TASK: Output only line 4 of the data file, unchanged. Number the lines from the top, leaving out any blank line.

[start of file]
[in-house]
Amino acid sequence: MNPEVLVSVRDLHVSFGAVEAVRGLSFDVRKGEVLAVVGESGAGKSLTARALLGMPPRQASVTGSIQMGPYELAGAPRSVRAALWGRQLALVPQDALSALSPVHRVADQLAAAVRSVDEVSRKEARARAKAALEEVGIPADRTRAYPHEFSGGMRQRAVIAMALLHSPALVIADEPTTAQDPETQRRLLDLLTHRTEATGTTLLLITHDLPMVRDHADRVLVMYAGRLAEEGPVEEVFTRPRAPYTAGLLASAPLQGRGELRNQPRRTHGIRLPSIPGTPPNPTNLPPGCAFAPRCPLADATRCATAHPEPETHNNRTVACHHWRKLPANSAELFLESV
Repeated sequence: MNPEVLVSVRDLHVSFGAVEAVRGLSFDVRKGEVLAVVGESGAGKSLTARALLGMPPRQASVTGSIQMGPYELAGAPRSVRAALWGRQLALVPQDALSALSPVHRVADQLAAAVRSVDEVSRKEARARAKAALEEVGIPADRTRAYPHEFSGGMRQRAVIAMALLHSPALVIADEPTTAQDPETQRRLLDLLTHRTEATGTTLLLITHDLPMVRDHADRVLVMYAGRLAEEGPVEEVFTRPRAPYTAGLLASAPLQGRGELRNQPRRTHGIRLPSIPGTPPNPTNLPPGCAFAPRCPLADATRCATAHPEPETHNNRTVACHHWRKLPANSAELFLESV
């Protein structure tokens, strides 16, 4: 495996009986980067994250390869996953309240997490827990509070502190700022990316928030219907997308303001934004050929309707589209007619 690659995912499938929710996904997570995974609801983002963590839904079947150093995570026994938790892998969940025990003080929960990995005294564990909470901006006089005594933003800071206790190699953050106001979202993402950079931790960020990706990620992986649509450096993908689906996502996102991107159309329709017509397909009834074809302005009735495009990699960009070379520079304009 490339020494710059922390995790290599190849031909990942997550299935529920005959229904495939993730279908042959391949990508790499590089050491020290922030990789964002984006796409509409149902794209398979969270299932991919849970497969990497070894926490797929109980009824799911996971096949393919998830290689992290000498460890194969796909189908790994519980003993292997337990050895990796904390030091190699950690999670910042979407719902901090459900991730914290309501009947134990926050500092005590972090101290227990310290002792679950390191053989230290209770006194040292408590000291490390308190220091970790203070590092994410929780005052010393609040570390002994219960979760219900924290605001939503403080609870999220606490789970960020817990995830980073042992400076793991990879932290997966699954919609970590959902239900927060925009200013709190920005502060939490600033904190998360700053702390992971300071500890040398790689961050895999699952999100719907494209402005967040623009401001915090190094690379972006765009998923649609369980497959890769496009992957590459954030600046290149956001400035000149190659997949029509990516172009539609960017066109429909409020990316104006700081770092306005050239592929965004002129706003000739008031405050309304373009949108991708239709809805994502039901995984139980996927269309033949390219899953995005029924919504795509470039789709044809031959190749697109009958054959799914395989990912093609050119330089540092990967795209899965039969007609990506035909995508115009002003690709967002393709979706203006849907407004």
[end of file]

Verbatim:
């Protein structure tokens, strides 16, 4: 495996009986980067994250390869996953309240997490827990509070502190700022990316928030219907997308303001934004050929309707589209007619 690659995912499938929710996904997570995974609801983002963590839904079947150093995570026994938790892998969940025990003080929960990995005294564990909470901006006089005594933003800071206790190699953050106001979202993402950079931790960020990706990620992986649509450096993908689906996502996102991107159309329709017509397909009834074809302005009735495009990699960009070379520079304009 490339020494710059922390995790290599190849031909990942997550299935529920005959229904495939993730279908042959391949990508790499590089050491020290922030990789964002984006796409509409149902794209398979969270299932991919849970497969990497070894926490797929109980009824799911996971096949393919998830290689992290000498460890194969796909189908790994519980003993292997337990050895990796904390030091190699950690999670910042979407719902901090459900991730914290309501009947134990926050500092005590972090101290227990310290002792679950390191053989230290209770006194040292408590000291490390308190220091970790203070590092994410929780005052010393609040570390002994219960979760219900924290605001939503403080609870999220606490789970960020817990995830980073042992400076793991990879932290997966699954919609970590959902239900927060925009200013709190920005502060939490600033904190998360700053702390992971300071500890040398790689961050895999699952999100719907494209402005967040623009401001915090190094690379972006765009998923649609369980497959890769496009992957590459954030600046290149956001400035000149190659997949029509990516172009539609960017066109429909409020990316104006700081770092306005050239592929965004002129706003000739008031405050309304373009949108991708239709809805994502039901995984139980996927269309033949390219899953995005029924919504795509470039789709044809031959190749697109009958054959799914395989990912093609050119330089540092990967795209899965039969007609990506035909995508115009002003690709967002393709979706203006849907407004």